(End of spoilers)

This series is disappointing to the point of being depressing. It had so much going for it at the start, but over the course of two sequels everything great about it has dribbled away bit by bit. I'm not going to be reading the Nightshade prequels, or the sequels suggested by the fact that several villains are still at large. Cremer still has some talent, and maybe with a fresh start she'll be able to make the most of it. But I just don't have the patience. Sorry.

4 comments:

  1. I found it kind of funny that we were both left with essentially the same impression of the results of Ren's death, but with different characters. To be perfectly honest, I hadn't thought much about Ren's character development. Perhaps it's a by-product of the status quo for PNR love triangles: the men remain fixed, each representing a different option, and it's the girl who does the changing and growing by choosing. I'd never considered Ren's death in terms of *his* development, but was absolutely infuriated by what it meant for Calla's.

    Like Ren, she was never forced to have her defining moment in which she chose Shay over Ren, to his face. I felt like that left a gaping hole in her development, as a character. Interesting to see that from the male perspective S:D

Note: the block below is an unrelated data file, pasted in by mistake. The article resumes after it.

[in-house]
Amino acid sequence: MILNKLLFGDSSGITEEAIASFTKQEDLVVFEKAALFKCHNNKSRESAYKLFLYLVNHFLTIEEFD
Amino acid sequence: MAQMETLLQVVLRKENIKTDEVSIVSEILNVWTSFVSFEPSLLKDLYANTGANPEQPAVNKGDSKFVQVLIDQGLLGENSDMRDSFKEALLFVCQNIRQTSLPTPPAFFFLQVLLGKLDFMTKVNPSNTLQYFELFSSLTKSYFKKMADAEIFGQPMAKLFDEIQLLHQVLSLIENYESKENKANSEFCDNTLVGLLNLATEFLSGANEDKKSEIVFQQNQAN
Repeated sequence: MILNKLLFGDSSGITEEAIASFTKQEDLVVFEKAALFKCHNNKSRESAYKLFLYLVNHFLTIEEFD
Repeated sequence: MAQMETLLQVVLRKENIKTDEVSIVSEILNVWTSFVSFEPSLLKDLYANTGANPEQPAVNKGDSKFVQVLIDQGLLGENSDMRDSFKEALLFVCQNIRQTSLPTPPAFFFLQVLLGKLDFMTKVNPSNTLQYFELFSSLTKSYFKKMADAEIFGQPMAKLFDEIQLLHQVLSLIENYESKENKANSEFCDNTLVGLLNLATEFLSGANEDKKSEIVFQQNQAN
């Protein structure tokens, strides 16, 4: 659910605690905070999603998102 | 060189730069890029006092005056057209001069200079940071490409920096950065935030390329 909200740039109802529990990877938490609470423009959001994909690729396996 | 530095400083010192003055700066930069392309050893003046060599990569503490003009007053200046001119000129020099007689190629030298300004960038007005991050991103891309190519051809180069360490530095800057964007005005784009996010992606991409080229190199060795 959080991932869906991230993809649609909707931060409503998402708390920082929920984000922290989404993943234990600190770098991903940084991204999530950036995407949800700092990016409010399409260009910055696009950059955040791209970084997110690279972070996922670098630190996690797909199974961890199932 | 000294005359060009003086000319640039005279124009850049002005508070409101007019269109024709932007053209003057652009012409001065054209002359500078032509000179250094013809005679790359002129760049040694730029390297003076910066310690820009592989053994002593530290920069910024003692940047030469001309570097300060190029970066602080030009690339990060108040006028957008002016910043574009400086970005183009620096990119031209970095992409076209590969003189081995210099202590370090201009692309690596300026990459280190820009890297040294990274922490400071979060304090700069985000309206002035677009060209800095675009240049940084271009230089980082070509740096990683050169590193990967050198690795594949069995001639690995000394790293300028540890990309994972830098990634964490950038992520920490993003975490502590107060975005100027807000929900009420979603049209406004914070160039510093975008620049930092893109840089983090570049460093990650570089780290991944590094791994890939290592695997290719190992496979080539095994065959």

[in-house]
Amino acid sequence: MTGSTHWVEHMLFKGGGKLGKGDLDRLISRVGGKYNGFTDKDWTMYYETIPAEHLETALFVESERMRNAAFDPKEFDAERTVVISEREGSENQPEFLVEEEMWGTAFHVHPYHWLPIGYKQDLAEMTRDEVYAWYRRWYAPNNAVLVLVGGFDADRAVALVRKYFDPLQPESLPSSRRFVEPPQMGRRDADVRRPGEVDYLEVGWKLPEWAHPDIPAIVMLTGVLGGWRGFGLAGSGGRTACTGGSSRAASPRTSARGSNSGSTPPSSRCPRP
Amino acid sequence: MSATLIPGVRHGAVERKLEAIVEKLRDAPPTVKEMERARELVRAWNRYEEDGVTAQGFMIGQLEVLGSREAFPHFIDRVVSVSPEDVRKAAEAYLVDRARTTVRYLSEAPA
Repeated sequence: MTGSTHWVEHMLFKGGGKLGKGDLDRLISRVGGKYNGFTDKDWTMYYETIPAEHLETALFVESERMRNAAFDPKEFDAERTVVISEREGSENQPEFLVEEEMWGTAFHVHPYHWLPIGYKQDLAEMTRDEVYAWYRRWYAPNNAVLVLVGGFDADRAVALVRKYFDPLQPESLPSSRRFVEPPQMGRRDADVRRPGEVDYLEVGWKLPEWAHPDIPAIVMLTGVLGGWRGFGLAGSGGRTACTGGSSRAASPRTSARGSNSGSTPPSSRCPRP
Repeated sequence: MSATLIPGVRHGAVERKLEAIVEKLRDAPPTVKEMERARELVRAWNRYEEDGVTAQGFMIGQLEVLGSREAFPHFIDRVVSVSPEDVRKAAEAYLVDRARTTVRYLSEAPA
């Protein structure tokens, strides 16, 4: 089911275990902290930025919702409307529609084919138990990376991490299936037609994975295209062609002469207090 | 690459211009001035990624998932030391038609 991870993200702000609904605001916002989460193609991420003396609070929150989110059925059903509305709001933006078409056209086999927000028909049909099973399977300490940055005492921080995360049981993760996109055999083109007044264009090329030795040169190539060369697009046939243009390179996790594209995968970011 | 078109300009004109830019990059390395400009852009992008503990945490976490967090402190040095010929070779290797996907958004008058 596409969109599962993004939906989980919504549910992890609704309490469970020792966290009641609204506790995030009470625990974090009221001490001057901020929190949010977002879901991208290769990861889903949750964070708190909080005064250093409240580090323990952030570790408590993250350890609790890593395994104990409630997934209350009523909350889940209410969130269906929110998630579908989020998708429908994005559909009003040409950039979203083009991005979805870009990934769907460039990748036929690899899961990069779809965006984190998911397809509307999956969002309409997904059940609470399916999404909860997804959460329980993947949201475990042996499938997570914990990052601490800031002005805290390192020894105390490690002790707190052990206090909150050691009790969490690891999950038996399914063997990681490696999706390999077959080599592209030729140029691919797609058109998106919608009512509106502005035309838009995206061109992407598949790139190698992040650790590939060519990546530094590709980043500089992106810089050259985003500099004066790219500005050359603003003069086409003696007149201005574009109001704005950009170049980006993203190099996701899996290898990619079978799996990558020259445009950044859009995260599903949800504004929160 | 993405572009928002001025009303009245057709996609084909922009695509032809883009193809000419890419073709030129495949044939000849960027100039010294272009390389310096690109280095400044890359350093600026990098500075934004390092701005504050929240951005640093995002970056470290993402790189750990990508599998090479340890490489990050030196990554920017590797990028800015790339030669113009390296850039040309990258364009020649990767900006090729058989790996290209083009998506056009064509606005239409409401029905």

And I'm with you on the prequels. Utterly ridiculous weapons aside, I just can't bring myself to delve any further into this world, given Cremer's rather terrible track record.

    Also, her writing generally annoys me, anyway.

    Cosette's fate was pretty horrifying, but remember, her one defining personality trait was that she had no personality. How could we be expected to remember her when Cremer couldn't bother writing her? Loose end, indeed.

    ReplyDelete
  2. I actually haven't gotten into reading this series, even though it's been on my TBR pile for ages now. Thanks for the heads up! x

    ReplyDelete

Note: Only a member of this blog may post a comment.